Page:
The moment you lay down to go to sleep (after you’ve shuffled around and got comfy), imagine you are in a place of beauty, by a loch or on a mountain top or by a beach or in a lovely garden, just make the place as beautiful as you can because what you are doing is tapping into the life of your brain and it’s so glad that you’re bothering with it that it’s sending back images of where it really lives. The more details you imagine, the more happy your brain and the more likely it is to want to open up communications with you. Then imagine yourself there, in that beautiful place. Feel yourself there. Feel the ground below your feet, taste the freshness of the air. You are nowhere else but there. Look around, take in everything you see. Hear the birds tweeting. Touch the bark of the old oak tree, or let the sand run through your fingers. Go for a walk. You are THERE so you feel your legs moving one in front of the other, you hear the crunch of gravel or leaves or whatever. Walk around a bit. Run if you want to, feel the freedom and the safeness. No other person on this earth can touch you, or talk to you, or bother you in this place. Call out. Shout. Scream if you want to, feel the scream rise from the pit of your stomach, a physical thing that rises up into your mouth and out in a long, loud noise, as loud and as long as it takes until it all comes out. Do it again. Then stand still for a moment. Then levitate. Your feet can leave the ground, you are light as air, you ARE the air. Go higher. Whirl around a bit, like a little birdie about to leave the nest, get used to allowing yourself to fly. Go faster. Dip and dive and swoop. If it helps imagine a bird, or a fairy, or an angel, whatever, flying with you, teaching you. Follow it. Copy what it does. Do this for as long as it takes to fall asleep if you have lasted this long (sometimes I manage to fall asleep before I get to flying). Keep doing this every night, even if you don’t want to or your brain will think you’re not serious about contacting it. When you’ve become used to going there, when you realise that the infinity of this world is all yours to explore and enjoy, when you know that this is a place your brain WANTS to share with you, it’s time to notch it up a bit.

Is there a person you wish you had not treated in a certain way? Someone you love or loved, but who you believe you treated unfairly, or hurt badly, or did a great disservice to? Go to your place. Feel safe there. Sit in an area you love, looking out over a view you love. Now, imagine that person is sitting beside you. Speak to them. Tell them how sorry you are, how you regret what you did, or think you did. Tell them why you did it, or if you don’t know why, tell them so. Tell them how ashamed you feel, how the guilt never goes away. Ask for their forgiveness. They might refuse. That’s okay because what you are going to do is bring that person back each night to sit beside you and listen to what you have to say. You will make that person understand you are genuinely sorry and in time they WILL forgive you. Do this with everyone in your life who you believe you might have harmed in some way.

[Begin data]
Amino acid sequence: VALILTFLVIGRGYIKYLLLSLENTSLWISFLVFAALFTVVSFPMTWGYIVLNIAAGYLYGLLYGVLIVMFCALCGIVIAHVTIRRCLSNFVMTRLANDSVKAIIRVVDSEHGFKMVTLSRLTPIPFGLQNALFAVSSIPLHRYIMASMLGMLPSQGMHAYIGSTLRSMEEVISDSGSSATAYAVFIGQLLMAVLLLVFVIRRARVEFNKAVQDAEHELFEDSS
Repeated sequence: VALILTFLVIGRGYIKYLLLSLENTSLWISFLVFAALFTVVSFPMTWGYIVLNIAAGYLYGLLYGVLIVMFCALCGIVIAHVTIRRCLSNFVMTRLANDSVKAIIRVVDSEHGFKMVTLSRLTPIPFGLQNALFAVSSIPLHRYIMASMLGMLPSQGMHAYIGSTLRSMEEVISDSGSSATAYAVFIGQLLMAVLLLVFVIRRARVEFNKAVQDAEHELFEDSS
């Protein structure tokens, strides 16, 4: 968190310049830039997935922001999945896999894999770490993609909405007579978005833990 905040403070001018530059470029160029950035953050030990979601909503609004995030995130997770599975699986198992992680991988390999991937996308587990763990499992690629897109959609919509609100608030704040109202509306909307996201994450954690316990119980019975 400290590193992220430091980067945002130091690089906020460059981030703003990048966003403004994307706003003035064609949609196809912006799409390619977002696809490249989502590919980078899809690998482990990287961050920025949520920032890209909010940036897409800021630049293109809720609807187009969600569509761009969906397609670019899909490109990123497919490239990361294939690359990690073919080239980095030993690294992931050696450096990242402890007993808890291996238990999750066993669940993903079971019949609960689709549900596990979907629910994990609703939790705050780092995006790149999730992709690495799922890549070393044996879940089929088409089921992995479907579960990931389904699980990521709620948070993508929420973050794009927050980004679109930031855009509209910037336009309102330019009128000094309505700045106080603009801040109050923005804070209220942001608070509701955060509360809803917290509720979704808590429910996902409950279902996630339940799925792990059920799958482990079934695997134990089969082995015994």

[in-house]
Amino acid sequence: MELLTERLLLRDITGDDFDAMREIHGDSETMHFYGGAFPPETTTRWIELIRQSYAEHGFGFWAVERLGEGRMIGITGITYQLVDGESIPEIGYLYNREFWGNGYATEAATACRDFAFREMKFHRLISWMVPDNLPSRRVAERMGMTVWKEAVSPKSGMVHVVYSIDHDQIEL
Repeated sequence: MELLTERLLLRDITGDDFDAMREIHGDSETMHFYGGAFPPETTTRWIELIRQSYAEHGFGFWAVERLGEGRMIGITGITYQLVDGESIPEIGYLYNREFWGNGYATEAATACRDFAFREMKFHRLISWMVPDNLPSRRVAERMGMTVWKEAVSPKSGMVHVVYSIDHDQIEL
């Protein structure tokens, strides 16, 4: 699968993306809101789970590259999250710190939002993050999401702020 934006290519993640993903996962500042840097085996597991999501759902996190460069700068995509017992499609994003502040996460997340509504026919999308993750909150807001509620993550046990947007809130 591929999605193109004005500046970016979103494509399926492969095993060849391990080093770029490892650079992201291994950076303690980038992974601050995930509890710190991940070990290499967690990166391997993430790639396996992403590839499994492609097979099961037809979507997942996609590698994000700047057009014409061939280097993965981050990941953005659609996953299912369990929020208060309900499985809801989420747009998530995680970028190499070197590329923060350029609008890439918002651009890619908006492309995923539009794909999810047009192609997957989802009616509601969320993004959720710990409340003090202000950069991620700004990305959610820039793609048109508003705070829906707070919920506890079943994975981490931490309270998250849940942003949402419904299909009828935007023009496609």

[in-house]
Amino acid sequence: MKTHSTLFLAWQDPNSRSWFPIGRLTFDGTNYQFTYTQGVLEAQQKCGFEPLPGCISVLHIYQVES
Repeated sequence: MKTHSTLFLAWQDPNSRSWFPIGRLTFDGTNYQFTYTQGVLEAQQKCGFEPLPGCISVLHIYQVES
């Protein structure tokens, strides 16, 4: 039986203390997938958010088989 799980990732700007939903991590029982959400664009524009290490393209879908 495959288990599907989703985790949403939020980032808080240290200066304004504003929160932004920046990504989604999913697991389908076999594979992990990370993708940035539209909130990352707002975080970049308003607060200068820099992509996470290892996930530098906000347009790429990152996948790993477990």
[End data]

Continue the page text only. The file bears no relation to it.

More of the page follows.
When you’ve done all your sorrys, it’s time to bring in the people who hurt you. This is more difficult because it might dredge up feelings you don’t want to feel, like fear or injustice or powerlessness. Don’t worry. In this place they can’t hurt you. This is a place of safety where you are in control of everything that happens. Bring someone to sit beside you. Stand up and move to stand right in front of them. Tell them what they did. Tell them again. Scream at them if you want. You might find yourself crying, that’s fine, cry, sob, let them know how much they hurt you. They can’t speak, or move, unless you allow them to. Scream at them some more. Then punch them in the face. Kick their legs. Pull the hair out of their head. I don’t care if you tell me you’re not a violent person, neither am I, don’t think about principles just punch the fucker. Beat the shit out of them here in this world and no one will know. Hit them, hard, keep hitting them until you feel the anger drain out of you. Then tell them to beg you to let them go home. Watch the humiliation on their face. Tell them you will only let them go if they crawl away from you. Watch. When they’ve crawled for a little while, snap your fingers and they will disappear, out of the world. Then bring them back the next night and do the same thing again, and each night after that and at some point the time will come when you are bored with kicking their head in every night and you feel a bit sorry for them, they are pitiful and weak and pathetic and not worth the bother, and anyhow you’d much rather be spending your time in the world doing nice things like flying off mountain tops or swimming in the loch with Nessie.

By now, months will have gone by. Months of nightly visits to the world your brain lives in, a communication that your brain welcomes as much as you do. You won’t have to ask your brain to stop trying to kill you – it won’t want to any more, it won’t be bored by you, it won’t resent that it has to do everything for you, it won’t have to exaggerate your life to its friends when it shows them your dreams because even if your daily life is more mundane than a brick, your brain has your nightly visits to brag about.

Do it and see what happens.